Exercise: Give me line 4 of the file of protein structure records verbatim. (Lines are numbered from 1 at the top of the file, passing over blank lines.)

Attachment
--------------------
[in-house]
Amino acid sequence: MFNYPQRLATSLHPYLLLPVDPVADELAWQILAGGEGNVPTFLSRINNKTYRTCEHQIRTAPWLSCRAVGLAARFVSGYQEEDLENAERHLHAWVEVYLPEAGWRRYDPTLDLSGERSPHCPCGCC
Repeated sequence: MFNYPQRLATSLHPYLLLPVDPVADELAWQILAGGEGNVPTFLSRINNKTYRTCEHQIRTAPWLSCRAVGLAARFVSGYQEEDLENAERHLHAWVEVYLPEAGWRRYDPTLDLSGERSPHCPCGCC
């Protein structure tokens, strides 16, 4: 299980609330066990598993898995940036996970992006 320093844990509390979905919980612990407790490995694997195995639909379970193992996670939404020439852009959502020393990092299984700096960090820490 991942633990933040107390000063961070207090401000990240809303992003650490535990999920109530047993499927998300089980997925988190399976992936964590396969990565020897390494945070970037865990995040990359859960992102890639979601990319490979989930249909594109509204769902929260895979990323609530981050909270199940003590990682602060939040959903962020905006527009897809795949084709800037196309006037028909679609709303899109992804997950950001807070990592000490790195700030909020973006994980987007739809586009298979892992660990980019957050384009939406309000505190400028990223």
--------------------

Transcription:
């Protein structure tokens, strides 16, 4: 299980609330066990598993898995940036996970992006 320093844990509390979905919980612990407790490995694997195995639909379970193992996670939404020439852009959502020393990092299984700096960090820490 991942633990933040107390000063961070207090401000990240809303992003650490535990999920109530047993499927998300089980997925988190399976992936964590396969990565020897390494945070970037865990995040990359859960992102890639979601990319490979989930249909594109509204769902929260895979990323609530981050909270199940003590990682602060939040959903962020905006527009897809795949084709800037196309006037028909679609709303899109992804997950950001807070990592000490790195700030909020973006994980987007739809586009298979892992660990980019957050384009939406309000505190400028990223």